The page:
With its South Louisiana homeland sinking into the Gulf of Mexico, the Isle de Jean Charles Band of Biloxi-Chitimacha-Choctaw Indians has announced plans to resettle the chronically flooded community using a $48 million grant won in the National Disaster Resilience Competition (NDRC) a collaboration between the U.S. Department of Housing and Urban Development (HUD) and The Rockefeller Foundation, a private philanthropy.

"This award will allow our Tribe to design and develop a new, culturally appropriate and resilient site for our community, safely located further inland," said Chief Albert Naquin.

Home to the state-recognized tribe since the 1840s, Isle de Jean Charles is located in Louisiana's coastal Terrebonne Parish, an important center of the state's offshore oil and gas industry. As a result of factors related to the industry — land subsidence from drilling, coastal erosion worsened by cuts into wetlands for pipelines and canals, rising seas from global warming — Isle de Jean Charles is slipping into the Gulf, with the tribe losing 98 percent of its land in the past 60 years.

Beset by chronic floods, battered by storms, and with its lone access road periodically underwater as a result, Isle de Jean Charles saw its population decline precipitously in recent years as residents fled to higher ground. The preview for the documentary "Can't Stop the Water" captures the community's plight in heartbreaking detail:



The NDRC grant is going to the tribe in partnership with the Lowlander Center, a nonprofit based in Louisiana's bayous that promotes community-level efforts to address coastal land loss. This is how the tribe's announcement described the collaboration:

The Lowlander Center, along with a team of nationally recognized indigenous and non-indigenous professionals are implementing the resettlement process in partnership with the Tribe. The resettlement will become a living model of community cultural resilience, disaster and climate change mitigation, green building practices, environmental stewardship, and sustainable economic development.

The resettlement will be both "resilient" and "historically-contextual," according to HUD. It will include a health clinic that will serve the tribe as well as the surrounding area, a food market, and an outlet for indigenously-made products. The community hopes to serve as a resource for others around the world facing displacement from rising seas.

New Orleans, Tennessee, Virginia among other competition winners

The NDRC grant funding the tribe's resettlement is part of a larger $92.6 million award won by the state of Louisiana in the competition. The rest of the money will go to support the Louisiana Strategic Adaptations for Future Environments (LA SAFE) Program, which works to protect coastal wetlands around southeast Louisiana, retrofit communities to withstand increased flooding risk, and reshape high-ground areas to maximize their use and safety.

In all, eight states and five cities won awards in the $1 billion competition, ranging from $15 million to help New Jersey address flooding to $176 million for New York City to build a coastal protection system in Lower Manhattan. The top state award of $120 million went to Virginia to support a watershed enhancement project and a center to help businesses respond to climate change.

Five NDRC grant winners are in the South. In addition to Louisiana and Virginia, they are:

* Tennessee, which will get $44.5 million for an initiative to make rural communities along the Mississippi River more resilient to flooding;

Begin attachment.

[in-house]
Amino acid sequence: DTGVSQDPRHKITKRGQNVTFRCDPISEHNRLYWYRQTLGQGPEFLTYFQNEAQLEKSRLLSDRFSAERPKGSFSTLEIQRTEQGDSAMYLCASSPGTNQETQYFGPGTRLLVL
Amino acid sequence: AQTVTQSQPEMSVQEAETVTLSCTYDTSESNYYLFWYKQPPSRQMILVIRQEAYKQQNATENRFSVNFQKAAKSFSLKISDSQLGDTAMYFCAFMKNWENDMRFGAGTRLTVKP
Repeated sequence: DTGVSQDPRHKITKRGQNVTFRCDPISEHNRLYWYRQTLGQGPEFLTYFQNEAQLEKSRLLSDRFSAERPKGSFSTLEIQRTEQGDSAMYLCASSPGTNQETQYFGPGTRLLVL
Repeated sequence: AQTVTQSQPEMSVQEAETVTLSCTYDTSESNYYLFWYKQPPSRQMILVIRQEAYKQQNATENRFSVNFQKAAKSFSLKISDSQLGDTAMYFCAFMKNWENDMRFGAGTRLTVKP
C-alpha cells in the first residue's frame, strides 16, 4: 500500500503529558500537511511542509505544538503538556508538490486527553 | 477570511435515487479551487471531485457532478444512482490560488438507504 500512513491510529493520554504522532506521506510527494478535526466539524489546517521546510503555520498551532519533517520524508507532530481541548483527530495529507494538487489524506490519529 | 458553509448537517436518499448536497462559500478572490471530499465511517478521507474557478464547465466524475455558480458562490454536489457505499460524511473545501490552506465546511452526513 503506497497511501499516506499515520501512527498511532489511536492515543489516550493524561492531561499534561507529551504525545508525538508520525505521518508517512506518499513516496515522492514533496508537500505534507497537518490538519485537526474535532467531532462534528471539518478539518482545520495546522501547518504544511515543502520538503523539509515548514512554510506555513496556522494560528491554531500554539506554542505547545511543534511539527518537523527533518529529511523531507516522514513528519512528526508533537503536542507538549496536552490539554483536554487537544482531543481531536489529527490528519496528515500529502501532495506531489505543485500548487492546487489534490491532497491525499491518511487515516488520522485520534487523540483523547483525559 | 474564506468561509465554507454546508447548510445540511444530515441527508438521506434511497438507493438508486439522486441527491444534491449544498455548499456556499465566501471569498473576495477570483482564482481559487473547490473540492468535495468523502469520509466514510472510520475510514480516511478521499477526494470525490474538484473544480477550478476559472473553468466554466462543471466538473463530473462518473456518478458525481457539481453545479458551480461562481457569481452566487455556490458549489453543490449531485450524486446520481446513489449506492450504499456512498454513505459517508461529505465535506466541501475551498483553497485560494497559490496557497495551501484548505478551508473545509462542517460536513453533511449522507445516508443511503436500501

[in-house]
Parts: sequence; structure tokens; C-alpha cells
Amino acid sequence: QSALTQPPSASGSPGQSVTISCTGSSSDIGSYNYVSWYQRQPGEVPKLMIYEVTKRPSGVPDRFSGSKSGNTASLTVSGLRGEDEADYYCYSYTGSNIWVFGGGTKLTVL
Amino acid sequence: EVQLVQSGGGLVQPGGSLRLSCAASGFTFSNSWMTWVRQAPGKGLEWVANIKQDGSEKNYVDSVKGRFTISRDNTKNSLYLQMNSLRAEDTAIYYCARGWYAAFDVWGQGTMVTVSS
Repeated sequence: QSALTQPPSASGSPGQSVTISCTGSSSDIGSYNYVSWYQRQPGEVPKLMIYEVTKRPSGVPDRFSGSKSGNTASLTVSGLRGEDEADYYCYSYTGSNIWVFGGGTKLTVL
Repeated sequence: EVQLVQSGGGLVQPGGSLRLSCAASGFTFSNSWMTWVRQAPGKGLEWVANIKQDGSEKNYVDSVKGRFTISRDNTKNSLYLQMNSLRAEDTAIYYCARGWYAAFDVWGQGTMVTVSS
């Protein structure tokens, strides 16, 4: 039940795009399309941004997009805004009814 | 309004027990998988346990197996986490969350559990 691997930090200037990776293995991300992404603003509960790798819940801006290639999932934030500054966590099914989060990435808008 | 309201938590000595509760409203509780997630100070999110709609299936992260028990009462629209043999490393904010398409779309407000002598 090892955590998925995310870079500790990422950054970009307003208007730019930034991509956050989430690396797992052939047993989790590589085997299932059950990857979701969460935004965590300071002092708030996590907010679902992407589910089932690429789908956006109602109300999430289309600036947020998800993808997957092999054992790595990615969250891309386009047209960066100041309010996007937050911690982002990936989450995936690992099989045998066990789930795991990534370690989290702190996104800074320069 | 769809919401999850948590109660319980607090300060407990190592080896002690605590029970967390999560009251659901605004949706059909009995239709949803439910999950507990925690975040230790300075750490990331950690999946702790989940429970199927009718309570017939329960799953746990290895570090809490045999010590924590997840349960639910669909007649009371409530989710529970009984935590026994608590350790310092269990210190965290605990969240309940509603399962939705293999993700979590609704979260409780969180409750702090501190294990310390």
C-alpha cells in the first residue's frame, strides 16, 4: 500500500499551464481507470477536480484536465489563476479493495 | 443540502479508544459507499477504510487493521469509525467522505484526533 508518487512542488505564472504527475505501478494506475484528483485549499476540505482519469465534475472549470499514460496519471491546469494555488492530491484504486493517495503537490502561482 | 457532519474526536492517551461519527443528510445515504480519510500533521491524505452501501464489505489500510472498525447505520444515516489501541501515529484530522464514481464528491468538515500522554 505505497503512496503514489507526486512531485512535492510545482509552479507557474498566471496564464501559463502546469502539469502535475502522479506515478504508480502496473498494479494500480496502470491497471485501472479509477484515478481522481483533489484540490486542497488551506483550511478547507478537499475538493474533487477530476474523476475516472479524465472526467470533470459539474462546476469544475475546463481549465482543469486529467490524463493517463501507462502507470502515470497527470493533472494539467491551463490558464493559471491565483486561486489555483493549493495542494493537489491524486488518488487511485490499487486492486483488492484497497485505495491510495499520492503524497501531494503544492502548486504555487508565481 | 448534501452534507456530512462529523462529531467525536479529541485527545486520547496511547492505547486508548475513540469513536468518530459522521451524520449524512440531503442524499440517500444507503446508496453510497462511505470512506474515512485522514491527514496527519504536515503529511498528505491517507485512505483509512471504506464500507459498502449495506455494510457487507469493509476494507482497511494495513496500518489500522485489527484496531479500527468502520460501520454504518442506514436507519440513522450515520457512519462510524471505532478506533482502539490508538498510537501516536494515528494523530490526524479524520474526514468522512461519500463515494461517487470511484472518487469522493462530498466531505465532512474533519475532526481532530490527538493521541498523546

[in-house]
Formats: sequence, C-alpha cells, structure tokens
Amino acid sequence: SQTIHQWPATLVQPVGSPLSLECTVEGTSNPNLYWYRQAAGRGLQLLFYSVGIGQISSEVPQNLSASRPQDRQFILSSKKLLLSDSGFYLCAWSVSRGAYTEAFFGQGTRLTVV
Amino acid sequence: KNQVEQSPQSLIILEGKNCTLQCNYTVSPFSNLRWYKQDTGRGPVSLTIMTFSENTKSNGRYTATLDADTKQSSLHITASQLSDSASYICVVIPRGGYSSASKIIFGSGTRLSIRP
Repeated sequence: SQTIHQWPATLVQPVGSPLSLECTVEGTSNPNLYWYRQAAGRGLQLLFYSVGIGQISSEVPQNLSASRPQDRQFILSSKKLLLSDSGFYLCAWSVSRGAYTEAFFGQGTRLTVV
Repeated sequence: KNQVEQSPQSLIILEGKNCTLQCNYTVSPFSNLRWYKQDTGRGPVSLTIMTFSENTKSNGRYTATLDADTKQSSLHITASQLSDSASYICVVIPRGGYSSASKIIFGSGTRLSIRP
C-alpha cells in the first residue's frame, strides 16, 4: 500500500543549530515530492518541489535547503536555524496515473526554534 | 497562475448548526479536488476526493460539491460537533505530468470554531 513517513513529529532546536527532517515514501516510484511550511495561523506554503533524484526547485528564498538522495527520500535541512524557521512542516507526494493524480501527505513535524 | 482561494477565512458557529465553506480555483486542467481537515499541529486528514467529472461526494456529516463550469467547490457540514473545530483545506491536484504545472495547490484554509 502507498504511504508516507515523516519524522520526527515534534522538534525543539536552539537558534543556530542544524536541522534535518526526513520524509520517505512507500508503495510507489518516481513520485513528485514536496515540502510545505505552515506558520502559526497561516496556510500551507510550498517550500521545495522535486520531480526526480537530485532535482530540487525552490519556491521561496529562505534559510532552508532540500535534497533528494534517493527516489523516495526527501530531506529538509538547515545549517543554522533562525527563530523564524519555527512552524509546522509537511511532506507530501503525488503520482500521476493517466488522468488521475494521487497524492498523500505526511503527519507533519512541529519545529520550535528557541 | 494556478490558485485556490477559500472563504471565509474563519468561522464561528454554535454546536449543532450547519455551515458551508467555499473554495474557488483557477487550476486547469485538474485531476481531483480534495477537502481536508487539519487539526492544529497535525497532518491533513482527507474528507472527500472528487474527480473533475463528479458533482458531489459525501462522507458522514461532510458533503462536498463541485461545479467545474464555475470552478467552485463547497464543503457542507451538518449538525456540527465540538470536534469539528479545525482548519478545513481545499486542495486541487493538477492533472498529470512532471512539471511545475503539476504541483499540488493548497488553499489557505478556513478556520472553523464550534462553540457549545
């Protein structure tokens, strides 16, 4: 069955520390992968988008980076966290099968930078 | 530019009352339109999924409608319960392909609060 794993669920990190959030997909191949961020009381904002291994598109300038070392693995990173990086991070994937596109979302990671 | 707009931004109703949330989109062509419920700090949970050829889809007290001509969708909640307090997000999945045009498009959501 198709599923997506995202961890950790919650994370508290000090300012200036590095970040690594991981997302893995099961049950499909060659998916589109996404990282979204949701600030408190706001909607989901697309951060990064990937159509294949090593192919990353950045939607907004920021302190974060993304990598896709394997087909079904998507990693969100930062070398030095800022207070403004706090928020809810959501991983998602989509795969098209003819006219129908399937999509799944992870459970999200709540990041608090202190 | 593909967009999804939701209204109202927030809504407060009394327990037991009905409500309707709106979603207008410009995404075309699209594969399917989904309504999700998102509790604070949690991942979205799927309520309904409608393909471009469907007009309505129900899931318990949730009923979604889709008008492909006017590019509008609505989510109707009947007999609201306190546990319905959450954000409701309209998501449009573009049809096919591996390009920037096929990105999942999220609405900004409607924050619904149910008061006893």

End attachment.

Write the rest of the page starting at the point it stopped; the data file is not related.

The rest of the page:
* Tennessee's Shelby County, which will receive $60.5 million to to help build a network of green infrastructure projects to increase both resilience to flooding and amenities like trails for area residents; and

* New Orleans, which won $141.3 million to establish its first-ever Resilience District in the Gentilly neighborhood, involving initiatives including coastal restoration, workforce development, and creating parks and green streets — what HUD says will turn the neighborhood "into a national model for retrofitting post-war suburban neighborhoods into resilient, safe and equitable communities of opportunity."

The NDRC is funded through HUD disaster recovery block grants provided by the Disaster Relief Appropriations Act of 2013, which was passed in response to Hurricane Sandy. In a companion effort, The Rockefeller Foundation provided technical assistance to grant applicants and supported a data-based, stakeholder-driven process to identify recovery needs and solutions.

The model for the HUD-Rockefeller NDRC collaboration was Rebuild by Design, a project that used private philanthropic money to involve the world's leading designers and thinkers in considering how to rebuild Sandy-destroyed areas in New York, Connecticut and New Jersey. HUD then awarded $1 billion to applicants using those ideas.

The problem of displacement due to sea-level rise and coastal flooding is expected to worsen in the coming years, with new research warning of dire results if the world fails to cut carbon pollution drastically in the next few decades. In the U.S., sea levels are rising fastest along the Gulf Coast and the East Coast, which is now being considered for offshore oil and gas drilling.

"The people of the Isle de Jean Charles Band of Biloxi-Chitimacha-Choctaw tribe are situated on the front line of Louisiana's coastal land loss disaster and their ancestral home is sinking into the marsh," said Pat Forbes, executive director of the Louisiana Office of Community Development. "This $48 million grant will allow the state to help them resettle their entire community to a safer place with a minimum of disruption to livelihoods and lifestyles. Together, we'll be creating a model for resettlement of endangered coastal communities throughout the United States."